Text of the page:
Transboundary rivers are a worldwide issue when it comes to water security. Conflicts and disputes have been seen in the middle east between countries such as Egypt, Syria, Turkey, Jordan and Israel. The Himalayas are known as the “water tower of Asia”, the mountain range supplies vast amounts of water every year from snow and ice melt. The water from this flows into the surrounding rivers such as the Brahmaputra which is shared by China, India and Bangladesh (Climate Himalaya, 2014) In order to increase their water security China is in the process of building the Zangmu Dam in Tibet which will act as hydroelectric power station and is a supply of water to surrounding areas. India and Bangladesh who are downstream from the dam have spoken out against the dam stating that the flow will be affected. China have reassured them that this is not the case. A similar situation has arisen on the Mekong River which is another transboundary river that runs through 5 ASEAN (Association of South-East Asian Nations) states. China and the countries that the Mekong runs through have all dammed different parts of the river which disrupts the flow of water in these countries. As you can see water insecurity has far reaching political elements which demonstrate the concerns of water insecurity in areas such as South-East Asia.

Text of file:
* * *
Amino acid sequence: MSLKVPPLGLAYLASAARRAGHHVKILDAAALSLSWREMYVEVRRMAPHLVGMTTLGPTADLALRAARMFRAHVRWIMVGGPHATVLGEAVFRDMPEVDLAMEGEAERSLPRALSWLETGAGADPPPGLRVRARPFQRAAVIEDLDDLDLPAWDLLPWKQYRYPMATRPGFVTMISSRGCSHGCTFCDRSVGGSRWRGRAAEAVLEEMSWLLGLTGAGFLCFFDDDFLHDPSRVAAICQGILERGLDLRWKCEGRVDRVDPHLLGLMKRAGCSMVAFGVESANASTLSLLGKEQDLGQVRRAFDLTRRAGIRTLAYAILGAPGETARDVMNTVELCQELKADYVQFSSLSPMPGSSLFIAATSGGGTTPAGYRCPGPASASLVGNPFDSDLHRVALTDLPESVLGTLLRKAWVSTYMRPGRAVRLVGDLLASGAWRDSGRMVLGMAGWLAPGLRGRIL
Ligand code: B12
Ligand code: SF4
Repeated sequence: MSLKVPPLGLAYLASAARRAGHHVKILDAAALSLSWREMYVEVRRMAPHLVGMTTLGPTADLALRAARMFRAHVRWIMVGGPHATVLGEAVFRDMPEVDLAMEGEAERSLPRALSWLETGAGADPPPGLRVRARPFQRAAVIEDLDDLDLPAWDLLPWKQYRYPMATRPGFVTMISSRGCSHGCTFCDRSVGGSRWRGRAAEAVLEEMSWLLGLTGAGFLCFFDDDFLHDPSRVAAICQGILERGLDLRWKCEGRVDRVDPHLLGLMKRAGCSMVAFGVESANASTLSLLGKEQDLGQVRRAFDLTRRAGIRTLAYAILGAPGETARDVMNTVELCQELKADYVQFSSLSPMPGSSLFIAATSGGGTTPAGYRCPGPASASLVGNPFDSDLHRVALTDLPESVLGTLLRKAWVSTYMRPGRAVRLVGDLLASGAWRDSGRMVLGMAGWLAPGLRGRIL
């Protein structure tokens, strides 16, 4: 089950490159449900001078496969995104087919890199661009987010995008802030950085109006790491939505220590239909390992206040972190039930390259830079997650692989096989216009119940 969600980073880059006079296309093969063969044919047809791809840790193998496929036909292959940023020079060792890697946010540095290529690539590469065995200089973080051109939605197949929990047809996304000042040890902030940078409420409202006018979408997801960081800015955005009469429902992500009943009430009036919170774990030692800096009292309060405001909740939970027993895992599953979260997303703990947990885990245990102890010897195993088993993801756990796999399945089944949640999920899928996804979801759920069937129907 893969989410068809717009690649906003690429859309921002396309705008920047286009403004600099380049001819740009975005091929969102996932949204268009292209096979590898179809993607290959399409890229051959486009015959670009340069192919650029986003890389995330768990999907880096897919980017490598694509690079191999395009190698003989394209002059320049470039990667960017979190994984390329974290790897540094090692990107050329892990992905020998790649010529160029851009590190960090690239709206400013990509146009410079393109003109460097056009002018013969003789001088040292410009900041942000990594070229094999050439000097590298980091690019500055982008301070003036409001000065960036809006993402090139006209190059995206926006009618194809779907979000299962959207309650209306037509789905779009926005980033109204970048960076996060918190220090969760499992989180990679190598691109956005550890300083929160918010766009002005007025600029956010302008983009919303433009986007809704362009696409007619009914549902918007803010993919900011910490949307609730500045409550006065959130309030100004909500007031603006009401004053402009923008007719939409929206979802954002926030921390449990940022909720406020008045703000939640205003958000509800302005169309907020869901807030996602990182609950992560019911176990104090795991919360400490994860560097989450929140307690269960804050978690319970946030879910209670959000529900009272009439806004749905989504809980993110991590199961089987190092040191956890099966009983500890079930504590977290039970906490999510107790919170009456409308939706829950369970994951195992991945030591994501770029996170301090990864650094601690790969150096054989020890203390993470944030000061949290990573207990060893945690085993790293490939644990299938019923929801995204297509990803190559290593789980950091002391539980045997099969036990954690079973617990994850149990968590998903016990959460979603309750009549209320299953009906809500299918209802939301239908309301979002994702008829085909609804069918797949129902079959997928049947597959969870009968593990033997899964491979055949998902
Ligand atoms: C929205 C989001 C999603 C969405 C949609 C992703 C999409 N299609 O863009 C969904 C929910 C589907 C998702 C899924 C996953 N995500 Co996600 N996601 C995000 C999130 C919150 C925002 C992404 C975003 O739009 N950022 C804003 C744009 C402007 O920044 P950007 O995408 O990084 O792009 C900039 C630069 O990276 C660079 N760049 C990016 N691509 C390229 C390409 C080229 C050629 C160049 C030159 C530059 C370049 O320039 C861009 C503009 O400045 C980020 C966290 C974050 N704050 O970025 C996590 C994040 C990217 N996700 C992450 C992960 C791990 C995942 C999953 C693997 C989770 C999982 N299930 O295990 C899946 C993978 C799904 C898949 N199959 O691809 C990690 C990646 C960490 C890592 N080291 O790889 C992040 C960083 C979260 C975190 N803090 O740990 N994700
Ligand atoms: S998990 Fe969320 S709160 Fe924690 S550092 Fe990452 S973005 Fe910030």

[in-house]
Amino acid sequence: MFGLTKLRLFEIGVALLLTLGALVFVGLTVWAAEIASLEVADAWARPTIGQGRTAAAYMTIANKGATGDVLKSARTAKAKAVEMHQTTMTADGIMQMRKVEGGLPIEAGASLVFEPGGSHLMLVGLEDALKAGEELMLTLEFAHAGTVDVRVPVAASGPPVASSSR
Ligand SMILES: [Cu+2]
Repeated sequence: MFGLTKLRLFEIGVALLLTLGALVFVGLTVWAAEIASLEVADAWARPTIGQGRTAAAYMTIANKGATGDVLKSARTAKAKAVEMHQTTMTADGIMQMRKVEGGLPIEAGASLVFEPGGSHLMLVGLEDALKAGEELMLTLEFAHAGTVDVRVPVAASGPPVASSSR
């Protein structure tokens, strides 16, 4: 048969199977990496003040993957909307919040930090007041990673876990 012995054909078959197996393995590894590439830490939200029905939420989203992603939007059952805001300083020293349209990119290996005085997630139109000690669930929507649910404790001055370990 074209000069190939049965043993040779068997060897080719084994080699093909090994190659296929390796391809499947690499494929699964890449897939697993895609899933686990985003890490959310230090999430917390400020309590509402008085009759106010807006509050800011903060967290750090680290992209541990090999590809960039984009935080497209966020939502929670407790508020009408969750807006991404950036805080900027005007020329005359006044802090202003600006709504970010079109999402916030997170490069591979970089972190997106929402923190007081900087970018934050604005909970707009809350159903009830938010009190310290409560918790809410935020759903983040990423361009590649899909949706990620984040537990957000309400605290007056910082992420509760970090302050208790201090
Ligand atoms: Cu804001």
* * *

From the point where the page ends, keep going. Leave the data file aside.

A major contributory factor that affects Chinas water security is the pollution of water bodies in the country. Mass industrialisation and rapid industrial growth has resulted in water pollution on a nationwide scale. Some rivers in China are declared unsafe for drinking, using on crops and using in industry because it is so dirty and dangerous. More than 4.35bn tonnes of waste water was dumped into the Yellow River in 2005, this is 88m tonnes more than the previous year (Xinhua News Agency, 2014). In addition to the pollution, the river is experiencing a dramatic decrease in water flow. The Yellow River supplies water to 155m people and 15% of Chinas farmland. This demonstrates the dependence on the Yellow River as a supply of water. In November 2006 in Lanzhou in Chinas Gansu province, the Yellow River turned red with an unidentified pollutant coming out of a sewage pipe. Contaminations like this show the complete disregard for water supplies in China. This is one of many cases were toxic liquids have been discharged into rivers from where drinking water is extracted. A recent study has shown that 66% of the water in the Yellow River is unsafe to drink (Xinhua News Agency, 2014). This statistic shows the true extent of how pollution in Chinas major rivers is affecting water security. Water will become so polluted with toxic chemicals and waste that it’ll be useless for everything. This will result in China using water in other areas, such as the Brahmaputra and Mekong and other transboundary rivers.

Water insecurity is obviously a problem in China. It’s caused by over-extraction as a result of exponential population growth and consequential increases in water demand. The inefficiency of irrigation systems cause a lot of water to be wasted which could be used elsewhere. China also experiences political problems with transboundary water ways, in the future this could cause serious conflict and disagreements when water becomes scarce in South-East Asia. The best way to secure a water secure future would be to mediate with the countries in ASEAN and shareholders of transboundary waterways to decide of ownership, a second way would be to impose restrictions on industrial zones which prevent the pollution of major waterways such as the Yellow River.